Rice pudding is one of those desserts that has a place in almost every culture around the world–with variations to suit each one. In fact, for thousands of years rice pudding was considered a good way to treat stomach ailments. If you’re like me, you may have even fed your babies rice pablum, since rice is easier for many to digest as it doesn’t contain gluten.
However, while I love boiled rice, fried rice, wild rice, brown rice, well, rice in pretty much every form, I don’t like rice pudding. Or didn’t, until I tasted some traditional rice dessert squares, or Bibingkang Kanin, on my trip to the Philippines.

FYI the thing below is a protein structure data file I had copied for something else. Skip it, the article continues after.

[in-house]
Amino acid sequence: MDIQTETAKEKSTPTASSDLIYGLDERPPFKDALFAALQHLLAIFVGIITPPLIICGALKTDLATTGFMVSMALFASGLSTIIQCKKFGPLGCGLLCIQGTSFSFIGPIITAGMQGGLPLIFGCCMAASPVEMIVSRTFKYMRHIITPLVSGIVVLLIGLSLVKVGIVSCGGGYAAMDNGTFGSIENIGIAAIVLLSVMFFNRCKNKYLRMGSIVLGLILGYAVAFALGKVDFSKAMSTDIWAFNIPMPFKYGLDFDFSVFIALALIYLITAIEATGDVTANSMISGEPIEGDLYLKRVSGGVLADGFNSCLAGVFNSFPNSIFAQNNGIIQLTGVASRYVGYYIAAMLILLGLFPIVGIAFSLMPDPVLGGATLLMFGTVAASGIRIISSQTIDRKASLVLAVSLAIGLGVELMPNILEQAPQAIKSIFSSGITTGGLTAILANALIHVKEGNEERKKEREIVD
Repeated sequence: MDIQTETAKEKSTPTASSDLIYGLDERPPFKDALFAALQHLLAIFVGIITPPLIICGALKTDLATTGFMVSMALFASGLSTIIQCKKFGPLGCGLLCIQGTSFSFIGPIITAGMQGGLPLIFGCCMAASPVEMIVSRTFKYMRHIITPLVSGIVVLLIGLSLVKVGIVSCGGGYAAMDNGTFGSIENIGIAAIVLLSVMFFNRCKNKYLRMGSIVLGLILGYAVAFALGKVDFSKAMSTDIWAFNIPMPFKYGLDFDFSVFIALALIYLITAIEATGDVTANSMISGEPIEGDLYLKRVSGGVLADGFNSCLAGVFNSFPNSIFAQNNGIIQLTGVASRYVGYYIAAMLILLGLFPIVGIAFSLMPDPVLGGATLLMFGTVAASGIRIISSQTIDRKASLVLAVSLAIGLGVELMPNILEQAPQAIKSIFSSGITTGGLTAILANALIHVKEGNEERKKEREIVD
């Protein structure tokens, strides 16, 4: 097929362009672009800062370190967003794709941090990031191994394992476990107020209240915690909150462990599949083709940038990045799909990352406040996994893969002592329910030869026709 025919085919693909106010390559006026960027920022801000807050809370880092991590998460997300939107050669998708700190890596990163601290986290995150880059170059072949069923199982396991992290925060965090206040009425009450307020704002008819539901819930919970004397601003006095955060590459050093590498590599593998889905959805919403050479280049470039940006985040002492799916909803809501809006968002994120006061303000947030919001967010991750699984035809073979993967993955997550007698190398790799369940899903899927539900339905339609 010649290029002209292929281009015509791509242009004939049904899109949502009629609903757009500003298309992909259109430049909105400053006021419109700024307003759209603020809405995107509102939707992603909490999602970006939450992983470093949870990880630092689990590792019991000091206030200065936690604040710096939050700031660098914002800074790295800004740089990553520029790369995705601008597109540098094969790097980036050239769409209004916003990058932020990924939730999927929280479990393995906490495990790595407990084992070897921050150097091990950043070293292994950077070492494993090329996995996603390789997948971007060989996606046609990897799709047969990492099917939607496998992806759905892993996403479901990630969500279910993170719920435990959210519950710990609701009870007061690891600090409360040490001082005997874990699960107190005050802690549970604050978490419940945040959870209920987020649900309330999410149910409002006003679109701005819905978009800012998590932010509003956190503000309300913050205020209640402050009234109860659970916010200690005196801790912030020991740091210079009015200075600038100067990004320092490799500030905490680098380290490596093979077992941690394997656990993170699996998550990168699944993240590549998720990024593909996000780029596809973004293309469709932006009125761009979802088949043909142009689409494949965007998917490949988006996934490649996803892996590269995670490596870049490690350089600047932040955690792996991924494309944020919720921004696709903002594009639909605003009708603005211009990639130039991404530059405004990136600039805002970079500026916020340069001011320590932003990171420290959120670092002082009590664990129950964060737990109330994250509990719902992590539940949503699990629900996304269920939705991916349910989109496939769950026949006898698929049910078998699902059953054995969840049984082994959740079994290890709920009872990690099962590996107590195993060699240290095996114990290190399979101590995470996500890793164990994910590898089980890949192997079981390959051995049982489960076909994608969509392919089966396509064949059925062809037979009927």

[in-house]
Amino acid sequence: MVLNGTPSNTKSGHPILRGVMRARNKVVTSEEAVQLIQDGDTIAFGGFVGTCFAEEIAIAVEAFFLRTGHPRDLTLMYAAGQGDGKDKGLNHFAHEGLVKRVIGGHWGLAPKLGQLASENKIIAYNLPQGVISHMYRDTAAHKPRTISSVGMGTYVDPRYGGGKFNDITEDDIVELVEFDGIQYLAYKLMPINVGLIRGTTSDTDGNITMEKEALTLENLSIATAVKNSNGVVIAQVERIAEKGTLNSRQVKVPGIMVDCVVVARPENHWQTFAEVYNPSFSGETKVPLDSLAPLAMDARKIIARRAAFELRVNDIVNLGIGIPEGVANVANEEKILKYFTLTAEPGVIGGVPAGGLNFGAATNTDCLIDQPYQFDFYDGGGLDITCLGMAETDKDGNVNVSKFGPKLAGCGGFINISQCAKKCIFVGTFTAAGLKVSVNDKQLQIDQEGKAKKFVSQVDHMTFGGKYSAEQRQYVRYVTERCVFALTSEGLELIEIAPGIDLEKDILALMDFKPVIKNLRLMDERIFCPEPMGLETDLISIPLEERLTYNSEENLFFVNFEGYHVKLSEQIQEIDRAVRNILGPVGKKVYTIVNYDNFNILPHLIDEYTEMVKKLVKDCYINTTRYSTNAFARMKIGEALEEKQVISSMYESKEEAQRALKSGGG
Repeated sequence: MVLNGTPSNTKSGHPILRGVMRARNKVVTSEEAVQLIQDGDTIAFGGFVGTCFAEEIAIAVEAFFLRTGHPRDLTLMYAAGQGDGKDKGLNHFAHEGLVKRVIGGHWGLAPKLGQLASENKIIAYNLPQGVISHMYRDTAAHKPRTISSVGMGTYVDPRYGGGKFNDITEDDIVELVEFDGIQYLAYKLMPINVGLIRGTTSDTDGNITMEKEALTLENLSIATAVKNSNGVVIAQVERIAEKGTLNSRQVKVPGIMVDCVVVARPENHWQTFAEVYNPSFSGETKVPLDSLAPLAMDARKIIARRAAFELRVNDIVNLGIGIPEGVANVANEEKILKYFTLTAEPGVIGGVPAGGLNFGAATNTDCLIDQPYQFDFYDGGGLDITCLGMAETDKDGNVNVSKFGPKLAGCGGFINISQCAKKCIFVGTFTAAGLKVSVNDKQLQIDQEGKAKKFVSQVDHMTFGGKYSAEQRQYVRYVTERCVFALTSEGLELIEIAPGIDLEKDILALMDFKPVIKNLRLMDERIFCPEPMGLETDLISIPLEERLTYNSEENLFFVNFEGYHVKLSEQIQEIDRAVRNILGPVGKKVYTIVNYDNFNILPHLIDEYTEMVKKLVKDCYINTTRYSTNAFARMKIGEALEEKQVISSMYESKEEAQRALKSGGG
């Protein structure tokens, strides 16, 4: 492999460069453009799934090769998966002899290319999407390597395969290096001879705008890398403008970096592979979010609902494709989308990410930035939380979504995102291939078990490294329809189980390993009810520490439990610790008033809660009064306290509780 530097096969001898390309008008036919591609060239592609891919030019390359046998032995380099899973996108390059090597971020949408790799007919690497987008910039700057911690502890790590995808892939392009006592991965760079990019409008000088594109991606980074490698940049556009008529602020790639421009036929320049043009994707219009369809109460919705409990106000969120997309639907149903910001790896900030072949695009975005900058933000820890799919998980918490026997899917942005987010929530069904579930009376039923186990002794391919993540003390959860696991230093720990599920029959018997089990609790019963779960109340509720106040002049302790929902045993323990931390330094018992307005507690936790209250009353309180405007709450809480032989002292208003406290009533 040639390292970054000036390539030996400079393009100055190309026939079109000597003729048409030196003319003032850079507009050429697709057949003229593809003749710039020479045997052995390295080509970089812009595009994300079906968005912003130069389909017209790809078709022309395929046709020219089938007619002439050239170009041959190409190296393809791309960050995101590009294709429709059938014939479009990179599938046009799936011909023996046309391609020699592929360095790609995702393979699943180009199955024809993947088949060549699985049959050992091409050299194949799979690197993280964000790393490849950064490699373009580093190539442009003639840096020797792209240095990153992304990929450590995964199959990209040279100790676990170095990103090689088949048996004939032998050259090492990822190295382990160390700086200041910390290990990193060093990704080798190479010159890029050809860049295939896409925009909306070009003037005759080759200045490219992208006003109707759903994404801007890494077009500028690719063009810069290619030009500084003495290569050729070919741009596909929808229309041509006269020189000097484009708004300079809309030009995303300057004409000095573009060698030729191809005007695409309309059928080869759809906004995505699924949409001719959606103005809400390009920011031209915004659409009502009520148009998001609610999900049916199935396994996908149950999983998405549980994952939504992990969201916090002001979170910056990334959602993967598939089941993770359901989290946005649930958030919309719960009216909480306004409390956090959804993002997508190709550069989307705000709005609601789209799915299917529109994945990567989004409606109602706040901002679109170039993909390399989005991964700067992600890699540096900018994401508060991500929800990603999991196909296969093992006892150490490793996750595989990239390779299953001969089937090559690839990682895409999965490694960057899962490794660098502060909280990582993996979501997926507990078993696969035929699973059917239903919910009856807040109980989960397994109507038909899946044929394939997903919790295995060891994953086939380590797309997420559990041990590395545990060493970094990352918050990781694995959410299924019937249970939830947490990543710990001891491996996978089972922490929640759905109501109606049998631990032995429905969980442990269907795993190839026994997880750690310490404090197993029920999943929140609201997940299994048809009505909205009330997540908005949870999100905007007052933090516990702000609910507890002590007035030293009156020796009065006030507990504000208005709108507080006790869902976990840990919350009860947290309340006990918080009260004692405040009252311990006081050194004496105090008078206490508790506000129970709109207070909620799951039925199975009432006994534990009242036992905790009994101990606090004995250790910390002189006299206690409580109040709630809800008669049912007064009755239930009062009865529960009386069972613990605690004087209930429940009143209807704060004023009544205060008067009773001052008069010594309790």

There are many ways to make Bibingkang Kanin, with a popular modern version using coconut milk along with rice. However, a traditional version of Bibingkang Kanin contains a different liquid. Do you know what it is? (If you don’t know, or want to know if you’ve guessed right, click on the tab, Bibingkang Kanin, above).
Traditional Bibingkang Kanin is made using domesticated Water Buffalo, or carabao, milk. The carabao has been important in the Philippines for generations, much as the oxen were here in North America. From plowing the rice fields to providing milk for families, the water buffaloes of Southeast Asia are viewed as